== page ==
I am very uncomfortable with repeating individual fingers generally and I'd often thought that it was odd that it felt entirely natural and comfortable when playing with more than one, repeatedly.

Anyway, I think you have provided the answer so thanks!

Paul

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guitareleven
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Re: Double stops fast

Post by guitareleven » Sat May 04, 2019 5:35 pm

For a passage in parallel thirds, try using p-a; i-m; p-a; i-m etc. ,..

Google "handel courante 11-string" , and you'll hear it being used on a few places.
Last edited by guitareleven on Mon May 06, 2019 1:30 am, edited 1 time in total.

Desperado
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Re: Double stops fast

Post by Desperado » Sun May 05, 2019 6:35 am

jaan wrote:
Fri May 03, 2019 1:31 pm


Taking a stab here, but is it Rossiniane #3 you're asking about?
Hi Jaan,
The piece is barrueco's Paganini sonata in EMinor. There's a section in thirds where the phrases shift with the first finger per quaver- a lot of shifting!

RobMacKillop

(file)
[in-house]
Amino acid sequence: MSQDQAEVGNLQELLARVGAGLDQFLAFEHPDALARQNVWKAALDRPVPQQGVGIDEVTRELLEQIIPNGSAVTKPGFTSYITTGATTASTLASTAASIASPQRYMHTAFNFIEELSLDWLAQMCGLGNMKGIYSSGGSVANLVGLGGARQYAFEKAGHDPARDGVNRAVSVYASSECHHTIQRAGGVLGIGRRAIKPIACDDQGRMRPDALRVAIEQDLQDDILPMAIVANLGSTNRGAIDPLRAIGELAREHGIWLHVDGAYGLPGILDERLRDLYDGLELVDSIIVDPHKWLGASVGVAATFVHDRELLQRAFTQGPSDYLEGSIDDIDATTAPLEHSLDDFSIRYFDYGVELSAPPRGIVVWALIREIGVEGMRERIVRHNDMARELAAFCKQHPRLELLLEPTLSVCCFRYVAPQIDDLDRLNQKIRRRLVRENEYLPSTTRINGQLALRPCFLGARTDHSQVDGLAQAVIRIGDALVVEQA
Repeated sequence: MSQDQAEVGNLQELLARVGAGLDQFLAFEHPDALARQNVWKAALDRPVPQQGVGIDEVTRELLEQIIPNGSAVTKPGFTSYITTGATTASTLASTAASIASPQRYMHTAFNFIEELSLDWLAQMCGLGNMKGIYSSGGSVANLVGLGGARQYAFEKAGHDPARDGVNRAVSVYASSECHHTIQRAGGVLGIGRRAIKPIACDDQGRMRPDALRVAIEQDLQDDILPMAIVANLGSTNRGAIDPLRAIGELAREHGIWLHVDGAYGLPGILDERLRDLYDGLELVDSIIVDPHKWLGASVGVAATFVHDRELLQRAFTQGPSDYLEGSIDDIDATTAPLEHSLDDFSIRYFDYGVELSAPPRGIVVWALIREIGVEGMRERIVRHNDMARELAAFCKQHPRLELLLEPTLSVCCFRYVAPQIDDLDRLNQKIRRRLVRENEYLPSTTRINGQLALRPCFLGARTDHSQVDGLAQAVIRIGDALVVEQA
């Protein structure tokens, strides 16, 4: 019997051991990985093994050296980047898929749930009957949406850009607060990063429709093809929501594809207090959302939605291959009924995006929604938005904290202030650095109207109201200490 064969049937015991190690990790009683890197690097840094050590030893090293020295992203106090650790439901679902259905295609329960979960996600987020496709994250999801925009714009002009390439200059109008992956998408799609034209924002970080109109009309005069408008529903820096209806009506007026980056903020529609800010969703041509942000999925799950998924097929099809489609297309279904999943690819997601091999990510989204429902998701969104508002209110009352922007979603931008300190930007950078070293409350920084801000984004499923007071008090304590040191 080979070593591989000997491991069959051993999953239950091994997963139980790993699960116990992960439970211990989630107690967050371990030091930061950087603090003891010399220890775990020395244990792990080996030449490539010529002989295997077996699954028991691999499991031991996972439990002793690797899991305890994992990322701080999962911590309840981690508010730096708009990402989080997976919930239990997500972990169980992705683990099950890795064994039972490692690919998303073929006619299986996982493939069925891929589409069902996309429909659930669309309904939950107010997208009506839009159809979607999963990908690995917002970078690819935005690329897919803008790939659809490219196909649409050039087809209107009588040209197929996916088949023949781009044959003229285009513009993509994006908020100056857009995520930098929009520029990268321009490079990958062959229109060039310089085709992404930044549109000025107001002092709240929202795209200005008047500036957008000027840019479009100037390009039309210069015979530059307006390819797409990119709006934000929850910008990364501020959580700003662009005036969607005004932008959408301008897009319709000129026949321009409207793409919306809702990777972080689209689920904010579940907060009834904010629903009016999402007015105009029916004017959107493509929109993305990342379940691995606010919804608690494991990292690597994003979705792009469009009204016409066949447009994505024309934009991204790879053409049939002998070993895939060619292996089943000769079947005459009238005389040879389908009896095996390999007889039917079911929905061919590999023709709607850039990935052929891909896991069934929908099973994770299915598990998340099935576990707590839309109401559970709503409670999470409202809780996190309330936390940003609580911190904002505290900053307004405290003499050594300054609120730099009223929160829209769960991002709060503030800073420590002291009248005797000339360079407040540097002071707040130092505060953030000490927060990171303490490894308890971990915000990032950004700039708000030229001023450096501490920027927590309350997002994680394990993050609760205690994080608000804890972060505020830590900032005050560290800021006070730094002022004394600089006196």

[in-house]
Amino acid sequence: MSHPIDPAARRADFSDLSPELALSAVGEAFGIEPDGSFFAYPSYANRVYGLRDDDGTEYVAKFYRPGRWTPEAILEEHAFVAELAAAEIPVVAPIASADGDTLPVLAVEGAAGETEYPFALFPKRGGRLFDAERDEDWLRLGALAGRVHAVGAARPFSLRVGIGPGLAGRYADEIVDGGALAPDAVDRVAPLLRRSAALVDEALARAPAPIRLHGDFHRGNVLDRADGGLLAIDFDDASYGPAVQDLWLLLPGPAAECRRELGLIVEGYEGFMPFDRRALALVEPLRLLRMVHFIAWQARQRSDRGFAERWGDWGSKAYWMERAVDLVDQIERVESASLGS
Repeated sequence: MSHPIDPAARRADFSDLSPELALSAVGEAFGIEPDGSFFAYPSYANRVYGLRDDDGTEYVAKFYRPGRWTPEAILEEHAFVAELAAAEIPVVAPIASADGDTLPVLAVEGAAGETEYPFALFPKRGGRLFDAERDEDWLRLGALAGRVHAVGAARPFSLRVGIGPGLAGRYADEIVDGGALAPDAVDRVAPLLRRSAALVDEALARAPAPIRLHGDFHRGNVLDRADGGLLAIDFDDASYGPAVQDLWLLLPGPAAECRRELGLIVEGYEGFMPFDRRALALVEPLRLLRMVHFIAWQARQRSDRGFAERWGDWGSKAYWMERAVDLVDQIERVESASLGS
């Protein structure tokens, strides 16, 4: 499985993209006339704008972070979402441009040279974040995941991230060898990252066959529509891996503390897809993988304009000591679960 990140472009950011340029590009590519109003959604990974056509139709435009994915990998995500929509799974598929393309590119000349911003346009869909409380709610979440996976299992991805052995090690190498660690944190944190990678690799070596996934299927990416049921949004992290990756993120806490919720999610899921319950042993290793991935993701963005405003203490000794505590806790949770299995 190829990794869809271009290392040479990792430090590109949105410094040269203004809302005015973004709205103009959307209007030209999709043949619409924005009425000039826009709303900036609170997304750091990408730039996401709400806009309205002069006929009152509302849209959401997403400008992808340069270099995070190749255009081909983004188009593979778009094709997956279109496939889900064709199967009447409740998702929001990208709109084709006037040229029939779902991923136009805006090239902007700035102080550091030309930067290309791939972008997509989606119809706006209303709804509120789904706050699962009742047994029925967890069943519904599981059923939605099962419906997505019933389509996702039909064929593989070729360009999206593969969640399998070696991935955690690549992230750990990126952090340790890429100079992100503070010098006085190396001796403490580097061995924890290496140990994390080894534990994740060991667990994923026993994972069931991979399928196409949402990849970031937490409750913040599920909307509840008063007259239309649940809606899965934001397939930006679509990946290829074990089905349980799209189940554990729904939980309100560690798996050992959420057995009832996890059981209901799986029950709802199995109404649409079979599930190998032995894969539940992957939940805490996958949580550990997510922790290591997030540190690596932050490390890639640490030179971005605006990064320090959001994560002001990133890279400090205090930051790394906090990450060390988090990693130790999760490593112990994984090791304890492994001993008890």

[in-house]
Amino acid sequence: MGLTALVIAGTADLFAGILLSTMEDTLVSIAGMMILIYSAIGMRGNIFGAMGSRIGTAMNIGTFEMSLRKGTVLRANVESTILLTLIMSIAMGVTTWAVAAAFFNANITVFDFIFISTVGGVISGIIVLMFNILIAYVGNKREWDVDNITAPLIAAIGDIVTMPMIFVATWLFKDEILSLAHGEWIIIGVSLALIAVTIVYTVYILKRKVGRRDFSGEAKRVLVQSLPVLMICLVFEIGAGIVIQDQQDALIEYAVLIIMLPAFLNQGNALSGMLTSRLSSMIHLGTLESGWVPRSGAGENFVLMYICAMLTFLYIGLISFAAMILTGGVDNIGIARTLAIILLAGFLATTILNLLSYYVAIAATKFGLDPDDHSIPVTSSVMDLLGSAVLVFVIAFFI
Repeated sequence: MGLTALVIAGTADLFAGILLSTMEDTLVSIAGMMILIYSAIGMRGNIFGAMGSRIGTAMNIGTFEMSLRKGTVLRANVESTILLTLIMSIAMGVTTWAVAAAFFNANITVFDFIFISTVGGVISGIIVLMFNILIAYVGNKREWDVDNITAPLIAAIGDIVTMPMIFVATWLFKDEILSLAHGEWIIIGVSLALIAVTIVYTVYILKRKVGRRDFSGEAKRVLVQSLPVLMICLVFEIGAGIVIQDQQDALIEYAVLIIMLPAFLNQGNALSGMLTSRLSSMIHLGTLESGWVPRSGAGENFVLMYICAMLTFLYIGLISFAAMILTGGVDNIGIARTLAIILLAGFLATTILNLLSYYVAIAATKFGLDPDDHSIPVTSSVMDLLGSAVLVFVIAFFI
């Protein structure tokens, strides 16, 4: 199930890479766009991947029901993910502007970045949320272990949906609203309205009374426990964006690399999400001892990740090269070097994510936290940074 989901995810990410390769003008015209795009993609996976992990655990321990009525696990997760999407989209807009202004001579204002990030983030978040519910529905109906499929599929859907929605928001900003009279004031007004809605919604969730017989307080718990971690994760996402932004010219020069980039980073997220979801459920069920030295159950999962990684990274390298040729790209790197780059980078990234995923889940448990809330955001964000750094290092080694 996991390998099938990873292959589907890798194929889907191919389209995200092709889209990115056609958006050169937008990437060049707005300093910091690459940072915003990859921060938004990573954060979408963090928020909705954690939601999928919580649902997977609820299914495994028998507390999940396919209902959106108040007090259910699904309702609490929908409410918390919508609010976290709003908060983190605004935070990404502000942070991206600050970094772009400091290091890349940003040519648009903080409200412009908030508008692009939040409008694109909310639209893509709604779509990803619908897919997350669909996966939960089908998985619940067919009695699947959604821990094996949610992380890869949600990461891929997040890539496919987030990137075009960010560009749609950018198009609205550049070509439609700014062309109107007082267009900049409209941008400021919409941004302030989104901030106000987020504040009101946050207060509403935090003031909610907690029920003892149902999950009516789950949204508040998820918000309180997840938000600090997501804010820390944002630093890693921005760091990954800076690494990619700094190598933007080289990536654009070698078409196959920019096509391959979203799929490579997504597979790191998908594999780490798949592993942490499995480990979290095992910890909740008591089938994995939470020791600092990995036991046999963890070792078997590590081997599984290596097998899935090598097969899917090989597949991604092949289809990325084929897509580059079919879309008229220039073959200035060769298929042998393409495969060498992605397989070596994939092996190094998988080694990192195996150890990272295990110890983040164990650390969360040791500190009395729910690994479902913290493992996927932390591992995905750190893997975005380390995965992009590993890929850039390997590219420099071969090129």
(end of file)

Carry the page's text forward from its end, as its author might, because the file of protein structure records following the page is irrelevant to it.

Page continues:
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Re: Double stops fast

Post by RobMacKillop » Sun May 05, 2019 8:00 am

Aguado, in his Method, suggests using only the index finger of the right hand, crossing both strings at once. Seems a good solution to me if the diads are on adjacent strings.

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Alexander Kalil
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Re: Double stops fast

Post by Alexander Kalil » Mon May 06, 2019 3:45 pm

Paul, glad to be of help. For practicing fast repeated chords I recommend Sor's study Op.35 No.11. It is more focused and requires less stamina than Op.6 No.6, and is musically more interesting imo. Here's the link to a recording of this little study I just made and posted in the recording section:

www.classicalguitardelcamp.com/viewtopi ... 4#p1356244